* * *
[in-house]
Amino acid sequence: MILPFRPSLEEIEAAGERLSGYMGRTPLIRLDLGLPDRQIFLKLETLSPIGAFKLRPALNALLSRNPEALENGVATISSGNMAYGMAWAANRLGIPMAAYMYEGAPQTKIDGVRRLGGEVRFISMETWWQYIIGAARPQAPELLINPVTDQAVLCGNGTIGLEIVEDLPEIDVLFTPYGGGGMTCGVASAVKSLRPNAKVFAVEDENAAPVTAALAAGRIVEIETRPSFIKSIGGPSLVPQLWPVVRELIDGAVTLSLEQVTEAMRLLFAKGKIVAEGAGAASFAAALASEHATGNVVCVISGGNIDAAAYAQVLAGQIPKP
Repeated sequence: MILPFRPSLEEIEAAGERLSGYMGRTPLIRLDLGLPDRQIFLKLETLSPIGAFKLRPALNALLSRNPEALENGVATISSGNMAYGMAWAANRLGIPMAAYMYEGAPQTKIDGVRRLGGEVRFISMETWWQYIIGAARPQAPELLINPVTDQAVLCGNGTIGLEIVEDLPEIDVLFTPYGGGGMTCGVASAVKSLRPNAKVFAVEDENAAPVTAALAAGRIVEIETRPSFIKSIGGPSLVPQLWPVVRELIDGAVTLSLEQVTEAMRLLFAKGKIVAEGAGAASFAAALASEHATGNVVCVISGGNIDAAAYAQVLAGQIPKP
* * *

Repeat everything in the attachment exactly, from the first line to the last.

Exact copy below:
[in-house]
Amino acid sequence: MILPFRPSLEEIEAAGERLSGYMGRTPLIRLDLGLPDRQIFLKLETLSPIGAFKLRPALNALLSRNPEALENGVATISSGNMAYGMAWAANRLGIPMAAYMYEGAPQTKIDGVRRLGGEVRFISMETWWQYIIGAARPQAPELLINPVTDQAVLCGNGTIGLEIVEDLPEIDVLFTPYGGGGMTCGVASAVKSLRPNAKVFAVEDENAAPVTAALAAGRIVEIETRPSFIKSIGGPSLVPQLWPVVRELIDGAVTLSLEQVTEAMRLLFAKGKIVAEGAGAASFAAALASEHATGNVVCVISGGNIDAAAYAQVLAGQIPKP
Repeated sequence: MILPFRPSLEEIEAAGERLSGYMGRTPLIRLDLGLPDRQIFLKLETLSPIGAFKLRPALNALLSRNPEALENGVATISSGNMAYGMAWAANRLGIPMAAYMYEGAPQTKIDGVRRLGGEVRFISMETWWQYIIGAARPQAPELLINPVTDQAVLCGNGTIGLEIVEDLPEIDVLFTPYGGGGMTCGVASAVKSLRPNAKVFAVEDENAAPVTAALAAGRIVEIETRPSFIKSIGGPSLVPQLWPVVRELIDGAVTLSLEQVTEAMRLLFAKGKIVAEGAGAASFAAALASEHATGNVVCVISGGNIDAAAYAQVLAGQIPKP